Miscarriage prompts halt to flu jabs

Ministry denies link, launches an inquiry

Bangkok Post

H1N1 flu vaccinations among pregnant women have been suspended after a woman who received a jab lost her baby to miscarriage a day later.

The Public Health Ministry yesterday denied any link between the vaccinations and the foetal death, but as a precaution suspended flu shots among pregnant women pending an investigation into the miscarriage in the southern province of Satun.

It said it would press ahead with a plan for an H1N1 vaccination campaign aimed at high risk groups despite concerns about possible side-effects.

“There’s no substantiated report of H1N1 vaccine having a harmful effect on pregnant women,” Public Health permanent secretary Paijit Warachit said yesterday. “The product is certified and safe for use.”

Over 6,000 pregnant women have received the vaccination, imported from the French company Sanofi Pasteur, under a national campaign to tackle the mortality rate caused by type-A (H1N1) influenza among high-risk groups including pregnant women.

The 39-year-old woman lost her baby during the 24th week of pregnancy in Satun’s Thung Wa district on Monday, only a day after she was given a flu shot.

An investigation into the miscarriage at Songkhlanagarind Hospital is under way and the results are expected within a week, Dr Paijit said.

A case of a 32-year-old woman delivering a baby during her 33rd week of pregnancy was not caused by vaccination or toxaemia in pregnancy.

Early delivery was essential in this case because the mother had taken a fall and suffered internal bleeding in the brain, he said.

Kamnuan Ungchusak, an epidemiological expert at the Disease Control Department, conceded the report might affect confidence in the vaccination scheme, particularly among pregnant women.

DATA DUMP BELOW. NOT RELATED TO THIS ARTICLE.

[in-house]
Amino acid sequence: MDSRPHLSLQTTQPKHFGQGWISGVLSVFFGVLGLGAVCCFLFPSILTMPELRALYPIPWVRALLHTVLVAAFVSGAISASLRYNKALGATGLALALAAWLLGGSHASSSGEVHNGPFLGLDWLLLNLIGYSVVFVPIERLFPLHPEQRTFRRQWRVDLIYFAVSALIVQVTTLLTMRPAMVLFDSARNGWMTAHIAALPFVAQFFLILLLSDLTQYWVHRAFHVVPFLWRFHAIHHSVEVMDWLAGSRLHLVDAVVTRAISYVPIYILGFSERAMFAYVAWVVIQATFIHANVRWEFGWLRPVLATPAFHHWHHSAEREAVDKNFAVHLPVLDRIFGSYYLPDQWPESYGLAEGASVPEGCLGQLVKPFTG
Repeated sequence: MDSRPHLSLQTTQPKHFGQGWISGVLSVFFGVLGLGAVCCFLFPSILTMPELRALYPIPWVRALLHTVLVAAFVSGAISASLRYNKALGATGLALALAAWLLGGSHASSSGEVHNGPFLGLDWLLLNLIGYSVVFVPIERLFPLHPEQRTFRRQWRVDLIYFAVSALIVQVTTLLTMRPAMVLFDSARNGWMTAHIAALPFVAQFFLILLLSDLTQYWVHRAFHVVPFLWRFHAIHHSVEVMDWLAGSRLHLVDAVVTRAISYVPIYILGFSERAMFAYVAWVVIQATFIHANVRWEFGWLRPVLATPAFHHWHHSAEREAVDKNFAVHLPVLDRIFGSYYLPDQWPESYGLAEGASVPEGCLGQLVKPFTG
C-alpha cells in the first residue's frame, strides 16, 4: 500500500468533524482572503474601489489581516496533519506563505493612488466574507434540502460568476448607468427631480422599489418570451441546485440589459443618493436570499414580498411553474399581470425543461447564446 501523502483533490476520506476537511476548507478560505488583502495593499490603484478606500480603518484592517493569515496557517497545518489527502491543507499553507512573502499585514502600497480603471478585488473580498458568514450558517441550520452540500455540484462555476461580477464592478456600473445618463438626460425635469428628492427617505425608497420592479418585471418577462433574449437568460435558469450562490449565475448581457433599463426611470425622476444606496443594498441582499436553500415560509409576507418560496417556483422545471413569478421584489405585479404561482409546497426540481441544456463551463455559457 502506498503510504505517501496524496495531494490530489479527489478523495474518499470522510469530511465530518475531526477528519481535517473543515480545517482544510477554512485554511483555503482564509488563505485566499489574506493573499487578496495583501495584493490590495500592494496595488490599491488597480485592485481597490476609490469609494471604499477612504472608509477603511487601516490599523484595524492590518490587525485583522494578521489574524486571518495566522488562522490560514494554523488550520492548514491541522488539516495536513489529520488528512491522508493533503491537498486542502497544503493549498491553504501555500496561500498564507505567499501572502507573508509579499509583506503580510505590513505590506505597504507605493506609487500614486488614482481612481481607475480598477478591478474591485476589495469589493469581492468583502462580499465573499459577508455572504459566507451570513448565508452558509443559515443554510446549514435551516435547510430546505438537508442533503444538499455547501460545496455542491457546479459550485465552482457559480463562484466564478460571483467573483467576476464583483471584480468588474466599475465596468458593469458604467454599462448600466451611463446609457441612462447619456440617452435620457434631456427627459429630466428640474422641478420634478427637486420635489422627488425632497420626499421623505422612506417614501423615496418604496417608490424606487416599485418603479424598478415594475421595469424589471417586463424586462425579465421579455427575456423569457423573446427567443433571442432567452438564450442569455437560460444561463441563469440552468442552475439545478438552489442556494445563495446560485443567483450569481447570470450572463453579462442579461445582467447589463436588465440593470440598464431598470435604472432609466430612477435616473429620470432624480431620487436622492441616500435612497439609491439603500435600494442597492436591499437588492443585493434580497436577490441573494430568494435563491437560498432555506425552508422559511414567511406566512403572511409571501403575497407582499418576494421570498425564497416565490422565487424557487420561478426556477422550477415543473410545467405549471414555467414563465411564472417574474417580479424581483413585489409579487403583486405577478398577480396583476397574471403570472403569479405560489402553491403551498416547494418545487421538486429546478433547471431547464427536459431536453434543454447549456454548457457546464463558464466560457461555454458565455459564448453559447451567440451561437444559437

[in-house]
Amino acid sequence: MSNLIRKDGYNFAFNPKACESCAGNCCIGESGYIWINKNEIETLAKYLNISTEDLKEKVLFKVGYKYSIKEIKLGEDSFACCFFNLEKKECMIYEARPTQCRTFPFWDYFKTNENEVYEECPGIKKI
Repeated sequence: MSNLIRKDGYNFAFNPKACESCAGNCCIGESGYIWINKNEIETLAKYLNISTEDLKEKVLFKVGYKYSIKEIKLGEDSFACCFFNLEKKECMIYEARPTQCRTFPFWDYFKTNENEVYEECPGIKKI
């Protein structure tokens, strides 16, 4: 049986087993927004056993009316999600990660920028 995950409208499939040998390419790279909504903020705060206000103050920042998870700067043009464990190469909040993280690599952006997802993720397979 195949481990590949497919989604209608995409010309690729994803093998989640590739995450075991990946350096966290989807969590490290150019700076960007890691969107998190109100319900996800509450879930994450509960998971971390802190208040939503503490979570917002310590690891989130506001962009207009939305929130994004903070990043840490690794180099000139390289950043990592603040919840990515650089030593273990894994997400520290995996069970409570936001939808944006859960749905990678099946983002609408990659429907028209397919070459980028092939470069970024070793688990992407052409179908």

The antigen which is the active ingredient in the H1N1 vaccine could not pass from the mother to an unborn child.

However, the medical committee would discuss the case at its next meeting on Feb 9.

Thailand is conducting the first human trial of a locally made vaccine for type-A (H1N1) influenza.

A preliminary report had found the vaccine was safe and could provide immunity against the virus among volunteers.

The initial result of the first-phase trial was satisfying, said Vichai Chokewiwat, the Government Pharmaceutical Organisation board chairman.

Of 24 volunteers, only 13 had reported minor side-effects such as headaches, joint pain and a runny nose.

Researchers, however, would not rush to begin the vaccine trials with a larger group of 400 volunteers as more work was needed to improve the vaccine’s stability. The second-phase of the trial was scheduled for April.

The first batch of locally produced vaccine would be ready to combat any influenza outbreak during the monsoon season if the trial went as planned.

About the author


Jeffry John Aufderheide is the father of a child injured as a result of vaccination. As editor of the website www.vactruth.com he promotes well-educated pediatricians, informed consent, and full disclosure and accountability of adverse reactions to vaccines.

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